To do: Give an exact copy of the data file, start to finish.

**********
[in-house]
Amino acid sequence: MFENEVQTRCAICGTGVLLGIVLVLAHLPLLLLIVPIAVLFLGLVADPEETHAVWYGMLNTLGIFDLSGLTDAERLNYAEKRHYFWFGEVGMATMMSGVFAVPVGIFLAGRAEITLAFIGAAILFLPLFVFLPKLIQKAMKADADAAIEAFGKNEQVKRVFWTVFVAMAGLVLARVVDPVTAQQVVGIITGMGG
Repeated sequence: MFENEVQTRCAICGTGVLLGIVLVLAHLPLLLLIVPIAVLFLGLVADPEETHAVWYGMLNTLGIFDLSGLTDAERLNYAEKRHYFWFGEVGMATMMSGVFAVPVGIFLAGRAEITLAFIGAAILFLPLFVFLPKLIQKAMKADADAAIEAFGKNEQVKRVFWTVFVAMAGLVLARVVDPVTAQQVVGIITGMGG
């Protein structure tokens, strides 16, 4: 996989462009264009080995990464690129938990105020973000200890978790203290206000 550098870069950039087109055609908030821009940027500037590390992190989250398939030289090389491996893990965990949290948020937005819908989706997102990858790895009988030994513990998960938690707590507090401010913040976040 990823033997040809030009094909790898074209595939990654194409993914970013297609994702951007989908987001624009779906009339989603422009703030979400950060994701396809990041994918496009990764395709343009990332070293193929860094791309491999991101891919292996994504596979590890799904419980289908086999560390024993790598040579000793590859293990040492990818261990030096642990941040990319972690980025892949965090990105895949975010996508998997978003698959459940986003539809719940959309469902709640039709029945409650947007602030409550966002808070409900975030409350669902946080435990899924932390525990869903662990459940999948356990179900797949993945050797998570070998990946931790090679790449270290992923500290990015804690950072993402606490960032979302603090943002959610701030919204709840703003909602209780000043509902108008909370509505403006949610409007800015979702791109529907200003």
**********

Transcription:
[in-house]
Amino acid sequence: MFENEVQTRCAICGTGVLLGIVLVLAHLPLLLLIVPIAVLFLGLVADPEETHAVWYGMLNTLGIFDLSGLTDAERLNYAEKRHYFWFGEVGMATMMSGVFAVPVGIFLAGRAEITLAFIGAAILFLPLFVFLPKLIQKAMKADADAAIEAFGKNEQVKRVFWTVFVAMAGLVLARVVDPVTAQQVVGIITGMGG
Repeated sequence: MFENEVQTRCAICGTGVLLGIVLVLAHLPLLLLIVPIAVLFLGLVADPEETHAVWYGMLNTLGIFDLSGLTDAERLNYAEKRHYFWFGEVGMATMMSGVFAVPVGIFLAGRAEITLAFIGAAILFLPLFVFLPKLIQKAMKADADAAIEAFGKNEQVKRVFWTVFVAMAGLVLARVVDPVTAQQVVGIITGMGG
């Protein structure tokens, strides 16, 4: 996989462009264009080995990464690129938990105020973000200890978790203290206000 550098870069950039087109055609908030821009940027500037590390992190989250398939030289090389491996893990965990949290948020937005819908989706997102990858790895009988030994513990998960938690707590507090401010913040976040 990823033997040809030009094909790898074209595939990654194409993914970013297609994702951007989908987001624009779906009339989603422009703030979400950060994701396809990041994918496009990764395709343009990332070293193929860094791309491999991101891919292996994504596979590890799904419980289908086999560390024993790598040579000793590859293990040492990818261990030096642990941040990319972690980025892949965090990105895949975010996508998997978003698959459940986003539809719940959309469902709640039709029945409650947007602030409550966002808070409900975030409350669902946080435990899924932390525990869903662990459940999948356990179900797949993945050797998570070998990946931790090679790449270290992923500290990015804690950072993402606490960032979302603090943002959610701030919204709840703003909602209780000043509902108008909370509505403006949610409007800015979702791109529907200003």